Quick! I need help here!


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g-nome
December 21, 2005, 10:36 AM
I think this is the right place to post this. Found this place not too long ago. Need some help and fast. Be prepared for utter-noob questions.

Taking a trip to Missouri in the next few weeks and need a gun!
Iím looking to buy a cheap, dirt cheap bolt action.
So hereís what I need . . .
Looking at Savages. I like the model 12. I was told 110ís are no longer available? Is that true? Anything compare to the 110?
Need a heavy/bull barrel.
Want something synthetic and blued.
And need it to be in the package setup with the scope, etc.
Have any of you had one or heard of one that grouped in the .25moa range out of the box with whatever load you used in them? Iíve heard that they regularly are able to do this and that itís not rare to get one that does.

I need something that at least groups sub MOA. First time out shooting a rifle ever was at a small bore meet/group they told me I shot something they called .25 MOA is that any good? (They seemed to think so anyway).
So I was told for how I was shooting I needed something that at least grouped sub MOA or at least as close to .25 MOA as possible.
Yes I know a 22 is nothing like a 308 or 30-06 but I just want something that is cheap and has some good range to it.




Okay now, I need to know how to clean one of these things--yes I need to know to properly clean a bolt gun. I have no idea, really. Been shooting a while and have just been using other peopleís guns. And never really had to clean any myself. I know, kinda weak.

From the studying Iíve done, Iíve at least decided on this:
I want an Otis kit
Still want a coated straight rod for the possibility of obstructions.
So whatís a good rod and whatís a good bore guide?
Okay so thereís two types of solvents? Copper and powder? What brand do you suggest I get?
What about oil? What do you suggest?
What kind of bore brush do I need?




Okay onto cleaning . . .

Should you clean (if you can) immediately after firing before the gun cools or not?

What do you do to prevent solvent from contacting the scope?

What about preventing solvent flicking off the bristles into the receiver?

Does the Otis system come with a 30 cal brush?

You run copper or powder solvent down first? Do you really need to stroke the brush down a few times or just once and let it sit awhile?

So after that you just run patches until they come out clean?

How do you clean the bore out? Just brush it out really well? Do you use solvent for that too?

What do I need to clean the bolt, receiver and trigger assembly with? Does the bolt need to be disassembled after every use?

Do you need to remove the rifle from the stock at all? Or just not very often?

Iím being told certain things should be cleaned after so many rounds are put through the rifle. So what parts should be cleaned after xxx amount of rounds?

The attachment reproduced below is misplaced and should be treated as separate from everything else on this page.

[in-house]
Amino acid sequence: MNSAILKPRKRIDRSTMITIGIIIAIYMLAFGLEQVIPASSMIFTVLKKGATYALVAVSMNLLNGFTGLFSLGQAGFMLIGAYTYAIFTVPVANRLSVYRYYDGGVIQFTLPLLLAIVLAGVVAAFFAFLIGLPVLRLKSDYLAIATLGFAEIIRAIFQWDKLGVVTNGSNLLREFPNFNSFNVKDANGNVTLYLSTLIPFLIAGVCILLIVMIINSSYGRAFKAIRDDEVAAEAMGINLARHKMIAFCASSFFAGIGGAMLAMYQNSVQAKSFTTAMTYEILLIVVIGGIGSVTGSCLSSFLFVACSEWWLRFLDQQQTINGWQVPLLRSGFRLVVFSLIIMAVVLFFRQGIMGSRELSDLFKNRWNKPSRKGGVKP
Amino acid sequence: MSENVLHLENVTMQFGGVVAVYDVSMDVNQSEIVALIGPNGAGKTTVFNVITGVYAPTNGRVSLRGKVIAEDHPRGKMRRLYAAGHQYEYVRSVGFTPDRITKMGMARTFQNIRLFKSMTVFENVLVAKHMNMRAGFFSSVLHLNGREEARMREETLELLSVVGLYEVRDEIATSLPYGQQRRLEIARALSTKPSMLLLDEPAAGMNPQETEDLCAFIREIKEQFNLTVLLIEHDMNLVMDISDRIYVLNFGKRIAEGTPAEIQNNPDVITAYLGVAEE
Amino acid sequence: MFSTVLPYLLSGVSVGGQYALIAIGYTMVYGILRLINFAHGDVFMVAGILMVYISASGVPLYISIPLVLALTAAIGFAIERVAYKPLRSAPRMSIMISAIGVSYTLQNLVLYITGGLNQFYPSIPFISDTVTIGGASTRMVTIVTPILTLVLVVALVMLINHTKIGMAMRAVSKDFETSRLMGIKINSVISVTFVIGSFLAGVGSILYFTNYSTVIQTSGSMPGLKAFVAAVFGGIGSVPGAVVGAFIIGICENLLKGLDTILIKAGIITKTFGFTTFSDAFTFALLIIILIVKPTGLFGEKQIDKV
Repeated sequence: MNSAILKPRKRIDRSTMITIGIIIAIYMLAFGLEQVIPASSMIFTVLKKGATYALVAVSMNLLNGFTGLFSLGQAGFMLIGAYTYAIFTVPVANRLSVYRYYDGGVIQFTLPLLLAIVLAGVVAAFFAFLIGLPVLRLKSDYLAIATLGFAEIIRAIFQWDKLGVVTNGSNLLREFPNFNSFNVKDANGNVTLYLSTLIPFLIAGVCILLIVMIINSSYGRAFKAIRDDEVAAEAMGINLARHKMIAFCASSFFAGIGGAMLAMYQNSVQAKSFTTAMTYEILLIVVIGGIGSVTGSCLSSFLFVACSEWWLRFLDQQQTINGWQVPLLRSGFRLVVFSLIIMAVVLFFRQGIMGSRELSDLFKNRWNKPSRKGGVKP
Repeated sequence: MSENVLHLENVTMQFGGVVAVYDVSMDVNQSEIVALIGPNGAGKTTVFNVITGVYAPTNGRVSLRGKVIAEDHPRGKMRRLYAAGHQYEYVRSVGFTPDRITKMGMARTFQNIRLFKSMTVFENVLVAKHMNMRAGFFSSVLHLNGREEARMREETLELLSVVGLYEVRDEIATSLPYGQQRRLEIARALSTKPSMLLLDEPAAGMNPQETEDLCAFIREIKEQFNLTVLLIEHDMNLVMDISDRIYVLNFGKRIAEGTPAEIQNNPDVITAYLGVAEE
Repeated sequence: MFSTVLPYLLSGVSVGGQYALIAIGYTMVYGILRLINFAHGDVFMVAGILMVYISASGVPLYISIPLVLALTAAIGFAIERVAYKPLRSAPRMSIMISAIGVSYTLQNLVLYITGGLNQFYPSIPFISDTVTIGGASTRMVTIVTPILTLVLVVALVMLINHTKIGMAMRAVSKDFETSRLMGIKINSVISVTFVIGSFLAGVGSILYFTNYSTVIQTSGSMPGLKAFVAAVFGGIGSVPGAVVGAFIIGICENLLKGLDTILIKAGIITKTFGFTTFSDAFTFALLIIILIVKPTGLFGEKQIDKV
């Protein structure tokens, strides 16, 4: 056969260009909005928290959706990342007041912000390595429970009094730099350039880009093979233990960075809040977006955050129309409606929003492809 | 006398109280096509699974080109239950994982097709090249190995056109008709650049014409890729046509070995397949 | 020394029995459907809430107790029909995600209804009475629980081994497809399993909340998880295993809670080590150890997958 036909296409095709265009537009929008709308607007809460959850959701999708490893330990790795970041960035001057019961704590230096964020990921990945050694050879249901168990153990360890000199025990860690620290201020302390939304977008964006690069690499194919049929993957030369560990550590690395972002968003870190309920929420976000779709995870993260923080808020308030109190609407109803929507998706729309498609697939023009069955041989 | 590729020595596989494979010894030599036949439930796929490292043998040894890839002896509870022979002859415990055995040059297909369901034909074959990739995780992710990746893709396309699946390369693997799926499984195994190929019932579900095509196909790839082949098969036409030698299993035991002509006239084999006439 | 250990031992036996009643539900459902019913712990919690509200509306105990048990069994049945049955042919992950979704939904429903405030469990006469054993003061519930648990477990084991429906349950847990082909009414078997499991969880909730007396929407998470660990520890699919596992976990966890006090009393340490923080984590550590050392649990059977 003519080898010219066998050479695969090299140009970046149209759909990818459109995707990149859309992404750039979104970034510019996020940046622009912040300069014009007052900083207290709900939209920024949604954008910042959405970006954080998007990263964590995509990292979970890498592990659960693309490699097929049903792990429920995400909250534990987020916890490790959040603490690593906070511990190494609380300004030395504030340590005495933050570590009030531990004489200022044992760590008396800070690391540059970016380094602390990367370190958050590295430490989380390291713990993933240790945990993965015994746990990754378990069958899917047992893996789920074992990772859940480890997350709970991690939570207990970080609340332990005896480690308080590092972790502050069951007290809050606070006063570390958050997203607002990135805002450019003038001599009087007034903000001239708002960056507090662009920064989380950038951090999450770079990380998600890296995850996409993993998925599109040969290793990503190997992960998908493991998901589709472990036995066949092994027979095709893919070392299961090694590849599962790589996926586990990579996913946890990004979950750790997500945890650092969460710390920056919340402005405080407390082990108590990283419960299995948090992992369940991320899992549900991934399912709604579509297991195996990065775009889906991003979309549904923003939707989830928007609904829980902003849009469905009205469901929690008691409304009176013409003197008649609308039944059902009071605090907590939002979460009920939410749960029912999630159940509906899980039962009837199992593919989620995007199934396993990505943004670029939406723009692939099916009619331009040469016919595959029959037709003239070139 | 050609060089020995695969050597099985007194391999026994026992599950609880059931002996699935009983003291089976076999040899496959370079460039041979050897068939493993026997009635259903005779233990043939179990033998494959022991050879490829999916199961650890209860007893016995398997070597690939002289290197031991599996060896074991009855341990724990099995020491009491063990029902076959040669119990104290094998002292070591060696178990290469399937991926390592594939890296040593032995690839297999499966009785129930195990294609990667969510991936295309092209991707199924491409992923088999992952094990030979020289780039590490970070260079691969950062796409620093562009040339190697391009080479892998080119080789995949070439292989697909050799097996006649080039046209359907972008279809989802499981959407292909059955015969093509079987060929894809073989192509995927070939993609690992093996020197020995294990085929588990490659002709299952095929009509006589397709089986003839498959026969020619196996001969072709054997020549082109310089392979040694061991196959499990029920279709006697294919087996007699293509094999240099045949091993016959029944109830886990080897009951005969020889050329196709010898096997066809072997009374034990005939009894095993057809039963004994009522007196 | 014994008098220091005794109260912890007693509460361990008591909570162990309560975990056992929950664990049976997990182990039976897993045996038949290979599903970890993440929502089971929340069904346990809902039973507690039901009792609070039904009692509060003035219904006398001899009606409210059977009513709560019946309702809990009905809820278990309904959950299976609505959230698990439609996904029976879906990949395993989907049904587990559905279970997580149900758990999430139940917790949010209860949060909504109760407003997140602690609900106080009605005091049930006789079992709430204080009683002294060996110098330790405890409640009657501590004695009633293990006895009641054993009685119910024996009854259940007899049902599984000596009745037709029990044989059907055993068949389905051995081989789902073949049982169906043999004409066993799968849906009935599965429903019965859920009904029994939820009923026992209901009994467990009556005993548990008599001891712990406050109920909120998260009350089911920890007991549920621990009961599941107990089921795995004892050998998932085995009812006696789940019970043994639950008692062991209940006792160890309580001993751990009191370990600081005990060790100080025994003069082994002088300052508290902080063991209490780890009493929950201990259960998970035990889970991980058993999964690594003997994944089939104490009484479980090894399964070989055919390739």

One last thing where can you find cheap 30-06 and 308 in bulk?


Thanks I am really desperate here. Oh,also, let me know if I missed anything in terms of how to clean or cleaning gear selection. Thanks.

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Preacherman
December 21, 2005, 10:59 AM
G-nome, you really need to use the Search function to check out past posts, which will give you a whole lot of information. You're asking for so much in your post that I don't think anyone could answer it without hours of typing! I'd also recommend getting a few good books and/or rifle magazines to read, so as to soak up as much background information as possible.

TheEgg
December 21, 2005, 11:16 AM
Yeah, what Preacherman said. But

Have any of you had one or heard of one that grouped in the .25moa range out of the box with whatever load you used in them?

I would give that a qualified 'no'. While I guess it is possible that somewhere out there there is a factory rifle that could approach this, it would be like finding the holy grail. Sub-MOA (about 1 inch at 100 yards) is just plain outstanding for any factory rifle/factory ammunition combination. To beat that usually takes copious amounts of money in the form of custom gun-tuning and hand loaded ammunition.

Having said all of that, there is almost nothing that a noob will do with a rifle that will not be done just fine with a good factory rifle/factory load combination. You don't really need better performance than that unless you are a benchrest competitor or are a sniper/counter sniper in LE or the military.

So the guys that are guiding you to try to find a factory .25 MOA rifle I think are doing you a disservice. I would ignore that.

Savage, Winchester, Remington will all give you adequate accuracy.

another okie
December 21, 2005, 11:21 AM
Tell us your proposed use and we can be much more helpful.

waterhouse
December 21, 2005, 11:28 AM
What exactly will you be doing with this rifle? As Egg said, .25 MOA out of a factory rifle is not likely (although I guess that depends on how you define factory . . .you could spend several grand on an AI, but you aren't going to fing one at your local gun shop).

You ask a lot of questions, but for starters, "dirt cheap" and .25 MOA don't go together.

If you let us know what your budget is and what you want to do with the rifle we can probably help you out.

Stickjockey
December 21, 2005, 11:35 AM
+1 to Preacherman's search function pointer. A couple more bits though: